Nonetheless, the distillery does produce something that could easily be described as a supercharged Black Bush, the 1608 Bushmills Special Reserve (called BSR at the distillery). With an average age of 12 years, the whiskey shows complex aromas and flavors of nuts, vanilla and honey with an amazing, smoky, oloroso Sherry character. The only drawback is that it's hard to find because it's available only in duty-free shops. It sells for $28 for a one-liter bottle.
Another outstanding whiskey from Bushmills is the Millennium, a 1975 vintage single malt. The whiskey is currently being sold in America by the 53-gallon barrel and will be bottled, labeled and shipped just before the turn of the century. "About four or five years ago, we were sitting around at lunch, and someone said that the oldest whiskey we had was from 1975," recalls Higgins. "Someone brought up that 25 years from the whiskey's vintage date would be the millennium. So we blocked off some casks and developed the idea of selling it by the cask. It may be more conspicuous, but it's better than just another commemorative bottling."
One warehouse at the distillery holds the 350 barrels of the vintage malt. The price is $5,000 with a guarantee of 228 bottles at 43 percent alcohol. That works out to about $21 a bottle, although Higgins believes that by the year 2000 the rare whiskey will sell for a least double that price. The offer is unique to the U.S. market, and Higgins expects many whiskey connoisseurs to band together and buy barrels. Only the states of California, Illinois and New York have approved the sale, although orders will be accepted from residents of other states.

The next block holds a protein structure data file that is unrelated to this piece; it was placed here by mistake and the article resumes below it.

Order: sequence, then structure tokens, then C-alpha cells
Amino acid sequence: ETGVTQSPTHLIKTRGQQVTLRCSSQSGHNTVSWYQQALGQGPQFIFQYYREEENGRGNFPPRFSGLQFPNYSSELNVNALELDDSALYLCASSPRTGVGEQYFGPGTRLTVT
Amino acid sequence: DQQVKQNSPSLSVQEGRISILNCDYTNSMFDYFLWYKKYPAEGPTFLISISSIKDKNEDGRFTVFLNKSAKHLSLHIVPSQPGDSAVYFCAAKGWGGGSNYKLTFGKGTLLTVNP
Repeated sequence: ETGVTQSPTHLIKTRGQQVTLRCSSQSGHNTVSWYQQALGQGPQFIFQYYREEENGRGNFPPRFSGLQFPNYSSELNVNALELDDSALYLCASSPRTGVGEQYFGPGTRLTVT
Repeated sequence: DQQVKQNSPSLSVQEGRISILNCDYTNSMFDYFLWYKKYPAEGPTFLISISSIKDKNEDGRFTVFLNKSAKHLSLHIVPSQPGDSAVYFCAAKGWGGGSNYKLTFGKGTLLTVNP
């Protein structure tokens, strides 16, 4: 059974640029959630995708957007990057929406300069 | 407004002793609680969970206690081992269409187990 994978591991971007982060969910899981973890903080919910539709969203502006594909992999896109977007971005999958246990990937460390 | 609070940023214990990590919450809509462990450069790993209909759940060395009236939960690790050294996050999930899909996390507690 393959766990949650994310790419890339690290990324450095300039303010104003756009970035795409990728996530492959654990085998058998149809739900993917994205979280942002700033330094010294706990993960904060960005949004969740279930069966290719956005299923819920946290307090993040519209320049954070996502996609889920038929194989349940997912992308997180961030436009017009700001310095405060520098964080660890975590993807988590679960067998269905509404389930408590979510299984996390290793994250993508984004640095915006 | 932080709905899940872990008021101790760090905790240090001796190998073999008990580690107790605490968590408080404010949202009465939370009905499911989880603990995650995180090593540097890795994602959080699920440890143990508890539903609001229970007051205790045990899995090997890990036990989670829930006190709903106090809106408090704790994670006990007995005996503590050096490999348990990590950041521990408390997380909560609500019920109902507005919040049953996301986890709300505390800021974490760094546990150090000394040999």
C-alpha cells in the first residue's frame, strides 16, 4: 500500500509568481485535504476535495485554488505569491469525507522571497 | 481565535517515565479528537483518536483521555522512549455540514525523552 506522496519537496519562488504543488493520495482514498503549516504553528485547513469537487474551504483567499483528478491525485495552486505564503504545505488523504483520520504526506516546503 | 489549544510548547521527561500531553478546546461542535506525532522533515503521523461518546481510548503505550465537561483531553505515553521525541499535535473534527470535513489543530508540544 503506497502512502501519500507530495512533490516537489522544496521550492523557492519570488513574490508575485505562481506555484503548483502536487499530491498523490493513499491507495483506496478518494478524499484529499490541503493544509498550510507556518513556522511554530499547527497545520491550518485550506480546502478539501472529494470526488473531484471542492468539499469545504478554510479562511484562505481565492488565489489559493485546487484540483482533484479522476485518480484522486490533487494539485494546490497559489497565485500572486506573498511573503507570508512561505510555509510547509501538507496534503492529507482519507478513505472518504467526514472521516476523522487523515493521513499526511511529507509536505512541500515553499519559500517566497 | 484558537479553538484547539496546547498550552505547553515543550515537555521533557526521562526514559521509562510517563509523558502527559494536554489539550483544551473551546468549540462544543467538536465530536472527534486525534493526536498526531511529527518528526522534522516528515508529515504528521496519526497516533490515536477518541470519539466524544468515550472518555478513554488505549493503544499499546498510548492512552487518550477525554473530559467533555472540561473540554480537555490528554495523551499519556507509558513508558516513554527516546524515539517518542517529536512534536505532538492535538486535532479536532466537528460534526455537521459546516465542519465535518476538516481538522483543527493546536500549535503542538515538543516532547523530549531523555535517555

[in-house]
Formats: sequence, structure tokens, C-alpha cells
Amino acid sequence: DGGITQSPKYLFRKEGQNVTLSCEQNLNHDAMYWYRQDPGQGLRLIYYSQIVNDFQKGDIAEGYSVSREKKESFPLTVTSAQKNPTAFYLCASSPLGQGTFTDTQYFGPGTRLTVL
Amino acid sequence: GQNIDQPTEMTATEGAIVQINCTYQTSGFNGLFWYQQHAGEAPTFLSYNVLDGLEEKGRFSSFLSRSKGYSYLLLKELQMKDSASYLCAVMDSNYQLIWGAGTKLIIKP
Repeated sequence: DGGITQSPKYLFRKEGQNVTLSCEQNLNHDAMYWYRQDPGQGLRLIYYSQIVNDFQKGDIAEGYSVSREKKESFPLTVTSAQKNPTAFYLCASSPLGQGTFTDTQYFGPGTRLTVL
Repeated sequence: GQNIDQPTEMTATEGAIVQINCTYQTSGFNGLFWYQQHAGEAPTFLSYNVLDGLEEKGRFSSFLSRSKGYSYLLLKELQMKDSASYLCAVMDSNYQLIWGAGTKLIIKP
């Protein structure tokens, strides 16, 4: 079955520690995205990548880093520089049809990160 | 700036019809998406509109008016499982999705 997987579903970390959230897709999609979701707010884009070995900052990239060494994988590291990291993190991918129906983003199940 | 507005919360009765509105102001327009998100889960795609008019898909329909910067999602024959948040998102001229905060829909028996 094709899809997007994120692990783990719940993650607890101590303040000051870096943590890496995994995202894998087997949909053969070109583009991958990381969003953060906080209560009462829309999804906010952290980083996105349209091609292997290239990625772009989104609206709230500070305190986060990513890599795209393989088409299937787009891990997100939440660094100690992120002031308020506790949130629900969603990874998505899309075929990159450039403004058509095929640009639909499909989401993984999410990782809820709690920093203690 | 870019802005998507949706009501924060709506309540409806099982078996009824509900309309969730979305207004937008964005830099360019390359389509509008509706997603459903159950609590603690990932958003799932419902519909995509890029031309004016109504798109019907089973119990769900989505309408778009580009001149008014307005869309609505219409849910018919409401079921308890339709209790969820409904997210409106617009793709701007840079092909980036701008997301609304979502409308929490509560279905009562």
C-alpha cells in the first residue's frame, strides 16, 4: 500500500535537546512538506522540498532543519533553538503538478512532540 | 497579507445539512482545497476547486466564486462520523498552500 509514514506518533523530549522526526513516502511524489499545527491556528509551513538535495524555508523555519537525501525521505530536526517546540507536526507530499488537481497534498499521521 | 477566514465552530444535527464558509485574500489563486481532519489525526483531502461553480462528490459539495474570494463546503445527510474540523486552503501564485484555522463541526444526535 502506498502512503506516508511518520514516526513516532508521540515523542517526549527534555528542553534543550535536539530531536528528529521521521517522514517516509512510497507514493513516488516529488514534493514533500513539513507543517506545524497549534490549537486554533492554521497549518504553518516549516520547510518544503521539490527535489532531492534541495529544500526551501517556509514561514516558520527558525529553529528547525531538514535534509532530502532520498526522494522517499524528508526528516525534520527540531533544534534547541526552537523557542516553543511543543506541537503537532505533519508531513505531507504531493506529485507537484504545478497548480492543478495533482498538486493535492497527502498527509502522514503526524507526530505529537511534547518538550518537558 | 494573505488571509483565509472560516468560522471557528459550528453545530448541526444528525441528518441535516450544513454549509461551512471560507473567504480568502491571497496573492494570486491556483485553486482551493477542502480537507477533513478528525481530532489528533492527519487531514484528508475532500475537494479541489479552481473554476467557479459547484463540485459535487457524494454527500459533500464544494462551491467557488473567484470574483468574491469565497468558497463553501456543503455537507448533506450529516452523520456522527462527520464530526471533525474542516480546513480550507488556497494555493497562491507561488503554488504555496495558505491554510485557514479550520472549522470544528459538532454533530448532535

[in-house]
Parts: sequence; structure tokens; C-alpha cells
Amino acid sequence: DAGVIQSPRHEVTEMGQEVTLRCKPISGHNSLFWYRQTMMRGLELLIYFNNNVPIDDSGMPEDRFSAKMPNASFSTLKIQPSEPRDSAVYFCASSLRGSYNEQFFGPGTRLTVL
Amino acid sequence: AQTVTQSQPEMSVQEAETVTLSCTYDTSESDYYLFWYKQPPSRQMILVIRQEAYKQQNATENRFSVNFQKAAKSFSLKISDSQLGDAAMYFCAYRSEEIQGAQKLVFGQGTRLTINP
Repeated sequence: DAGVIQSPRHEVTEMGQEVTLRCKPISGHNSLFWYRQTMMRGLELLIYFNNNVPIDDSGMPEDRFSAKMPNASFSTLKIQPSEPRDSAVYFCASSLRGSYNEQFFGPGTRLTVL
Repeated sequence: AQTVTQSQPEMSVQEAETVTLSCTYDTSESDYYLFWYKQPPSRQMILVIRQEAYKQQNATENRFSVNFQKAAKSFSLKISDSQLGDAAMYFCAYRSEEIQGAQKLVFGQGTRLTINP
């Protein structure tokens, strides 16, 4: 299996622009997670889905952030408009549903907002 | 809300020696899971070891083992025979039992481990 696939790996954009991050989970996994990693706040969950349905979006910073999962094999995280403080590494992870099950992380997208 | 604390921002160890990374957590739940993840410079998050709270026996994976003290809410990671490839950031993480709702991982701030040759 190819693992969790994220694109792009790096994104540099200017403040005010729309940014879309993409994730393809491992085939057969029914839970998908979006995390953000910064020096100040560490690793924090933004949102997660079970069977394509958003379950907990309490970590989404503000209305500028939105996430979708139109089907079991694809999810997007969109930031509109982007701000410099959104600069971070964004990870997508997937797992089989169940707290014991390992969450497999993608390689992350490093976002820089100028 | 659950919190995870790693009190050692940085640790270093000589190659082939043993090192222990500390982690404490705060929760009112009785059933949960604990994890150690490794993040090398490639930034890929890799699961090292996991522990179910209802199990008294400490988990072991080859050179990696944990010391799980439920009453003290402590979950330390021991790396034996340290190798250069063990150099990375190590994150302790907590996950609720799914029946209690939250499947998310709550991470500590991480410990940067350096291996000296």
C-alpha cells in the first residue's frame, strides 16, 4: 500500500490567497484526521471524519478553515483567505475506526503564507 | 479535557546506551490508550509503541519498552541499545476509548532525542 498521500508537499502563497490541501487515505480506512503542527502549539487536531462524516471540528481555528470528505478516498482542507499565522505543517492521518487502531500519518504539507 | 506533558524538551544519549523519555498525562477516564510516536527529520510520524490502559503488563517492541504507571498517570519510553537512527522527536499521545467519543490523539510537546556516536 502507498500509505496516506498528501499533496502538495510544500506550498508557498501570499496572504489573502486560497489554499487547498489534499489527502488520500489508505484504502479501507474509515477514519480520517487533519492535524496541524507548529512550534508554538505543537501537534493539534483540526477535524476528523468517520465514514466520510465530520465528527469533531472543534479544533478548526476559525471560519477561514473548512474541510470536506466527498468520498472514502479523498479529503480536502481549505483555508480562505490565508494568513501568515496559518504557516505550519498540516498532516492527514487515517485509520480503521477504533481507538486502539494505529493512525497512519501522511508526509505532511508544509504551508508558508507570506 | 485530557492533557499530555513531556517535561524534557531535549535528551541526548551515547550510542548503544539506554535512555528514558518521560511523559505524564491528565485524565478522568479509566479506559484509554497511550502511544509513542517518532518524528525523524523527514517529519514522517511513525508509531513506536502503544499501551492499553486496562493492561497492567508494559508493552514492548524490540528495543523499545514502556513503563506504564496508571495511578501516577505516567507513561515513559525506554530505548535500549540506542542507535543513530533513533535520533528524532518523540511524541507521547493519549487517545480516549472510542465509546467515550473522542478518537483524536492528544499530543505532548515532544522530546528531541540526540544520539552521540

The whiskey should be bottled in the fall of 1999 so that it will arrive at customers' doorsteps before the New Year. However, the whiskey won't actually be 25 years old until November 2000. Regardless, it is a superb whiskey with wonderful, vivid aromas and flavors of vanilla, nuts and flowers with a refreshing, clean, honeylike aftertaste. Millennium is being matured in Sherry casks, but the distillery may transfer it to Bourbon casks for added complexity before it is bottled.
Sitting next to a coal-burning fireplace on a cold winter's night in the lounge of the Bushmills Inn, a weary traveler found that a sip of Black Bush caressed the palate and warmed the heart. The news of unrest in Belfast seemed far away as many of the inn's guests enjoyed a glass of whiskey from the Old Bushmills Distillery. Maybe there was something to what Higgins had said earlier in the day about the relationship between the British and Irish. When asked why the two countries had agreed that any whiskey made in Northern Ireland or the Republic of Ireland would simply be called Irish Whiskey, he answered: "It goes to prove that the United Kingdom and Ireland can come to an agreement when it really counts--something as important as whiskey."
You must be logged in to post a comment.